Monday, 8 February 2010

Chris Mooney: Science has to be more unscientific

Chris Mooney, after failing to lower the heat in other topics of science, has proposed his solution to all "controversies." Scientists should play nice and stop invoking facts and reason when confronted with the infectious disease promotion movement. Weird Things notes:
Previously, he’s done this with the evolution/creationism manufactroversy and scientific literacy. Now, after managing not to resolve either problem and missing the fact that blaming scientists for a culture which rejects science and expertise as a manifestation of elitist snobbery doesn’t actually accomplish anything, he’s off to make friends with the anti- vaxers and implore doctors and epidemiologists to build bridges with zealots who demonize their critics as baby-eating monsters.
He concludes:
His suggestions for all those involved in a big public dustup over science to sit around a campfire and sing Kumbaya, are born from a lack of consideration for the psychology of both sides and the environment from which they come, and if they really worked, he wouldn’t even have to write about militant anti-vaxers and creationists in the first place.
Regarding this way of thinking Orac points out that Mooney:
appears utterly unaware that scientists have been trying to reach out and build bridges to leaders of the anti-vaccine movement for years, if not decades. It hasn't worked. It doesn't work. As Mike Stanton pointed out in a comment, public health bodies courted Barbara Loe Fisher of the National Vaccine Information Center (whom I've discussed recently here, here, and here). The only result is that it raised her profile. She hasn't budged an inch; she is still as anti-vaccine as ever. One recent example that stands out in my mind occurred in 2007, when Sallie Bernard of SafeMinds participated as a consultant in the design of a large study designed to ask whether there was a link between thimerosal containing vaccines and neurodevelopmental disorders other than autism. Unfortunately for her, the study failed to find a link. All investigators found were a handful of correlations, both positive and negative, that occurred at a frequency consistent with random chance. In a case of sour grapes, Bernard disowned the study before it was published and then, after it was published, launched attacks against it, even going so far as to write a letter to the New England Journal of Medicine criticizing it.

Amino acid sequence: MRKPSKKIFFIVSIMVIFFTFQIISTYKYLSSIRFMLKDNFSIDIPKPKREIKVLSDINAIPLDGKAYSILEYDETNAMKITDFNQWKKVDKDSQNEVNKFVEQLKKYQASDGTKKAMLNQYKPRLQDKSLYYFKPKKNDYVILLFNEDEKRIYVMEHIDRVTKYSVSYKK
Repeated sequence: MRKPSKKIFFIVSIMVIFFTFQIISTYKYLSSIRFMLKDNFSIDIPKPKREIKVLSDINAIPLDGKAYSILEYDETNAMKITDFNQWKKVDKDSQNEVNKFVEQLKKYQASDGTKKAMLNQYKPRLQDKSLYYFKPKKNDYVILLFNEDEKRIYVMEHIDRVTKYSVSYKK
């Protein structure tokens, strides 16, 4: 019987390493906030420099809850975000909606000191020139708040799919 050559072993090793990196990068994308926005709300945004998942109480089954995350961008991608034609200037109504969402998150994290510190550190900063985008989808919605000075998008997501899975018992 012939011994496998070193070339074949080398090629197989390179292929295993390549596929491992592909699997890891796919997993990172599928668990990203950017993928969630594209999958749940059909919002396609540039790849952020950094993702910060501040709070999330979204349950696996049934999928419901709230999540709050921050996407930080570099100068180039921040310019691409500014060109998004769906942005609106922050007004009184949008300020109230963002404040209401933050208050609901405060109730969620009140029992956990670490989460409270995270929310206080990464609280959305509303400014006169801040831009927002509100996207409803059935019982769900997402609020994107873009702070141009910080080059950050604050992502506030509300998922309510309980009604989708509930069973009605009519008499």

So, countering a misinformatiion campaign by sitting round a campfire, and holding hands, is the last we need to do. "Every attempt to do so is viewed by them as a sign of weakness or vindication of their crank views, never as an opportunity for compromise." Therefore, science should simply continue to call out the factual errors, and well-known lies, the anti-science groups use to spread their cult. We don't debate the shape of the earth, the aetiology of AIDS, whether our neighbour is in league with Satan, et cetera, either.

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